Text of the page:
-- In a January ruling on the federal Tariff Code, the U.S. Court of International Trade declared the Marvel Comics X-Men characters to be "nonhuman creatures," thus enraging the characters' fans, who know perfectly well that the X-Men are humans. However, it was a Marvel Comics affiliate that called them nonhuman to begin with; the company was importing X-Men figurines, and at the time that the dispute with U.S. Customs arose, imports of "human" re-creations (called "dolls") were taxed at 12 percent while imports of nonhuman re-creations (called "toys") were taxed at 6.8 percent.
-- In March, a jury failed to convict Dr. Raul Ixtlahuac, 41, of sexually assaulting patients at his practice in Gilroy, Calif. (acquittal on one count, a hung jury on the other five). Ixtlahuac's lawyer believes the key evidence for his client was testimony by another doctor, who had measured Ixtlahuac's erect penis at 5 1/2 inches, which the lawyer argued made it impossible, due to the doctor's height and that of the examining table, for him to have committed the assaults in the manner that the victims described (unless, said the lawyer, he was an "acrobat").
In Lufkin, Texas, in January, Cody Carver, 19, was sentenced to eight years in prison for impregnating a 13-year-old girl but continued to insist that he and the girl could raise their child "if the world would only back off." The girl's mother knew the pair were sleeping together, according to a Child Protective Services report, but since she herself had had a baby at age 14, and her mother had had a baby at 14, and her grandmother had had a baby at 14, she thought there was nothing unusual. In a polygraph test, Carver admitted that his sexual partners had included two other underage girls, as well as a dog.
In Hamlin, W.Va., in January, a 19-year-old driver survived having her car hit by trains on two separate tracks (being knocked off one track onto another and then hit while on that track). She was in that predicament only because she had followed safe-driver guidelines by pulling off the road to make a cell-phone call, but the place she pulled off onto was a railroad track.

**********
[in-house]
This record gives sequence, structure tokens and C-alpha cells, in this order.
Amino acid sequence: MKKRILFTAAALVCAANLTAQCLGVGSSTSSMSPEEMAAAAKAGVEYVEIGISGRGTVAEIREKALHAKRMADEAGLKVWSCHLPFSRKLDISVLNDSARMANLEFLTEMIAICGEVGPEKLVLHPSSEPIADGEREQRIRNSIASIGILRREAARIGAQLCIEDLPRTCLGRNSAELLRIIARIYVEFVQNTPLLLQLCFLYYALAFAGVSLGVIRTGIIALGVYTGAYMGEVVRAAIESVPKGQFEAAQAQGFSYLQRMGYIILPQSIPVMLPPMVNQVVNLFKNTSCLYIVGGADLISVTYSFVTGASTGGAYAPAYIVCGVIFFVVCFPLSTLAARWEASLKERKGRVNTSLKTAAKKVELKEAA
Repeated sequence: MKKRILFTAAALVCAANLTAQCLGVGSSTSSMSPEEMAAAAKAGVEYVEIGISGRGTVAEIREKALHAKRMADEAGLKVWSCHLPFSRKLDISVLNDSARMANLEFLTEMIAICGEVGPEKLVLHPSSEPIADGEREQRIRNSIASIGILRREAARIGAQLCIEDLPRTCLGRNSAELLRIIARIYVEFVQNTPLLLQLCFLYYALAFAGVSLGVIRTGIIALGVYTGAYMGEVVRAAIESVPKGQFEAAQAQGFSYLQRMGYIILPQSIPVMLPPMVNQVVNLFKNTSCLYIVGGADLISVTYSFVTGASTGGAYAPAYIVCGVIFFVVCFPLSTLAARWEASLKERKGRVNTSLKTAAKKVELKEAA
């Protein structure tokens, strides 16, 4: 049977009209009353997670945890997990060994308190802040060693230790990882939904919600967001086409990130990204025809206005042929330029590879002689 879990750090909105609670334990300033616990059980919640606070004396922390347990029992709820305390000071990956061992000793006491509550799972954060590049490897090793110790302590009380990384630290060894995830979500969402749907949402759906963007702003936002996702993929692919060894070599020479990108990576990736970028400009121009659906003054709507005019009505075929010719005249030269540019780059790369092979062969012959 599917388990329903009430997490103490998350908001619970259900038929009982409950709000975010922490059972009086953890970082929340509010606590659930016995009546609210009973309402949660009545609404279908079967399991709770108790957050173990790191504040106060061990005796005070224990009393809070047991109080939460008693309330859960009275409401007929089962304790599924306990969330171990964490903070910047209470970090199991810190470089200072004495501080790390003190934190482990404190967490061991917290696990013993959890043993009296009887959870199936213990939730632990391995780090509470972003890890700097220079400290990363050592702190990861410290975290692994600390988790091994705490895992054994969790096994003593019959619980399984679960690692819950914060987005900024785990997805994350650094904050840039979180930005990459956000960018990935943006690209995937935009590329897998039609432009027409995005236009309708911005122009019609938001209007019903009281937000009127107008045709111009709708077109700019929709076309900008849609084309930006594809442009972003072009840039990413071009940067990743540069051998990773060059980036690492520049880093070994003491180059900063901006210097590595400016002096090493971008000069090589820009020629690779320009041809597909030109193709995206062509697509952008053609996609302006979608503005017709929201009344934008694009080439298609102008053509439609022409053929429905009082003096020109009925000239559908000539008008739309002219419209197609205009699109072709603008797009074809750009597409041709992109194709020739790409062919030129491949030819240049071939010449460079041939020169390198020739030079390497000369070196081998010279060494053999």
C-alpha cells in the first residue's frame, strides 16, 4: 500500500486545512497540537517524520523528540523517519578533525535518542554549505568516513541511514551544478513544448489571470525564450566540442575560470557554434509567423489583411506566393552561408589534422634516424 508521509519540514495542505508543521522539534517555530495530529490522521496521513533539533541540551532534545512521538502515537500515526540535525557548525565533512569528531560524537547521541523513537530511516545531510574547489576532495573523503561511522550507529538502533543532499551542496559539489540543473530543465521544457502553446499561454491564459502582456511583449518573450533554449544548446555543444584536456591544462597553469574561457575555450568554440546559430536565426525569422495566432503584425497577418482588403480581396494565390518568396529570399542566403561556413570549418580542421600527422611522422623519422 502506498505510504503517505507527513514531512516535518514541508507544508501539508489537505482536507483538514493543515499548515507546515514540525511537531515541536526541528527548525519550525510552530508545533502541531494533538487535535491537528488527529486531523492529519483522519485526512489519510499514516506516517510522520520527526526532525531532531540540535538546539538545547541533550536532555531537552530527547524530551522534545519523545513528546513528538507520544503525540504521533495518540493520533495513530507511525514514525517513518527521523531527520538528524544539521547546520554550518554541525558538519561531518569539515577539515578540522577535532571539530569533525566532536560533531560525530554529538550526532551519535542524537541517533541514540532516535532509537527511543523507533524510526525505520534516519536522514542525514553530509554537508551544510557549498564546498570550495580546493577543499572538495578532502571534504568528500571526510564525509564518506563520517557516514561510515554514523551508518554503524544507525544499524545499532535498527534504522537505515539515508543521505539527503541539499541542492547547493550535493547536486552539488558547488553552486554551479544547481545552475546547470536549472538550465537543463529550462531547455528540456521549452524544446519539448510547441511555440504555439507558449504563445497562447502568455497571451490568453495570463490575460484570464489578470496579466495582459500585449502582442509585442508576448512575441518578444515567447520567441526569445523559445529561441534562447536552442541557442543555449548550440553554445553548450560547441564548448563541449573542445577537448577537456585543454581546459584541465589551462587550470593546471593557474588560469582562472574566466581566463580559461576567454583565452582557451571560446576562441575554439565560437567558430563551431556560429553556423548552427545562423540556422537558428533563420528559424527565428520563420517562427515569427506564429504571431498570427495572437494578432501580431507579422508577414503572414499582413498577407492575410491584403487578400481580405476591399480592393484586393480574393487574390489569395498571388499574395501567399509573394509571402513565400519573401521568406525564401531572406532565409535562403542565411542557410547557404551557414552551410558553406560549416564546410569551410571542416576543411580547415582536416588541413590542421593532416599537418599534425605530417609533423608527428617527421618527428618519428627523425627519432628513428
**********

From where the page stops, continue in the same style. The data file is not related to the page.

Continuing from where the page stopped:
At a recent oral argument at the Missouri Supreme Court (reported in The New York Times in February), in response to a hypothetical question as to whether a death row inmate who had a thoroughly proper trial should nonetheless be executed even if there were new (but inadmissible) evidence of his innocence, the state's assistant attorney general answered, "That's correct, your honor." And an Associated Press report on convicted Nebraska murderer Carolyn Joy is the latest case to frame the debate over who deserves organ transplants; Joy was conditionally approved in February to join the 117,300 people nationwide waiting for a liver, raising again the possibility that a more socially productive or well-behaved person will not get one in time if Joy is medically judged more needy.
In Penn Hills, Pa., in March, a 42-year-old man was attempting to tighten screws on his granddaughter's crib using a knife, despite his wife's admonition that he use the more appropriate Allen wrench. The next thing his wife knew, according to a report in the Pittsburgh Post-Gazette, he was running to her, bleeding at the throat and screaming, "Call the paramedics! I fell on the knife!" The man died of his wound at a hospital shortly afterward. The wife (who had assembled the crib and asked her husband only to tighten the screws) later said she could not even imagine how he could have fallen on the knife.
Hong Kong Tourism Board ads (promising that the city would "Take Your Breath Away") debuted in several British magazines just as the SARS epidemic broke. And the Utah Supreme Court upheld the right of an atheist to pray aloud at a city council meeting (prayer of choice: to be delivered from "weak and stupid politicians"), since the council always opens with a public prayer (Murray, Utah). And four city council members in Mount Sterling, Iowa, proposed an ordinance to forbid its townspeople to tell lies.
(Send your Weird News to Chuck Shepherd, P.O. Box 18737, Tampa FL 33679 or WeirdNews@earthlink.net or go to www.NewsoftheWeird.com.)